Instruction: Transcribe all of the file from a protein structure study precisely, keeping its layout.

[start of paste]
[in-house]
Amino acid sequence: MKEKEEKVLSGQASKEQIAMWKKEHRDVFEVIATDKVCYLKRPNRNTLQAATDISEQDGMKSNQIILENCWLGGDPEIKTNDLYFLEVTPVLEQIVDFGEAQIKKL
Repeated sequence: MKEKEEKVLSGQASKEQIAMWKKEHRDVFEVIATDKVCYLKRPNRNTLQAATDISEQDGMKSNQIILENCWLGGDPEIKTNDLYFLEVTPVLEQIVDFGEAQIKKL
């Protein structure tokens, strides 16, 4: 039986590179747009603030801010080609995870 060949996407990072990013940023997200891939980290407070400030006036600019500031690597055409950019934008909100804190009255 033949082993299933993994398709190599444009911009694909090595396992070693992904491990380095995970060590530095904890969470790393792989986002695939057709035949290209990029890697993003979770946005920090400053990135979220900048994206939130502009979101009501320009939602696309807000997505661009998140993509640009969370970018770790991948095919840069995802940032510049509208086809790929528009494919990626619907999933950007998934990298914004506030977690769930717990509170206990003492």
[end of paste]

[in-house]
Amino acid sequence: MKEKEEKVLSGQASKEQIAMWKKEHRDVFEVIATDKVCYLKRPNRNTLQAATDISEQDGMKSNQIILENCWLGGDPEIKTNDLYFLEVTPVLEQIVDFGEAQIKKL
Repeated sequence: MKEKEEKVLSGQASKEQIAMWKKEHRDVFEVIATDKVCYLKRPNRNTLQAATDISEQDGMKSNQIILENCWLGGDPEIKTNDLYFLEVTPVLEQIVDFGEAQIKKL
């Protein structure tokens, strides 16, 4: 039986590179747009603030801010080609995870 060949996407990072990013940023997200891939980290407070400030006036600019500031690597055409950019934008909100804190009255 033949082993299933993994398709190599444009911009694909090595396992070693992904491990380095995970060590530095904890969470790393792989986002695939057709035949290209990029890697993003979770946005920090400053990135979220900048994206939130502009979101009501320009939602696309807000997505661009998140993509640009969370970018770790991948095919840069995802940032510049509208086809790929528009494919990626619907999933950007998934990298914004506030977690769930717990509170206990003492």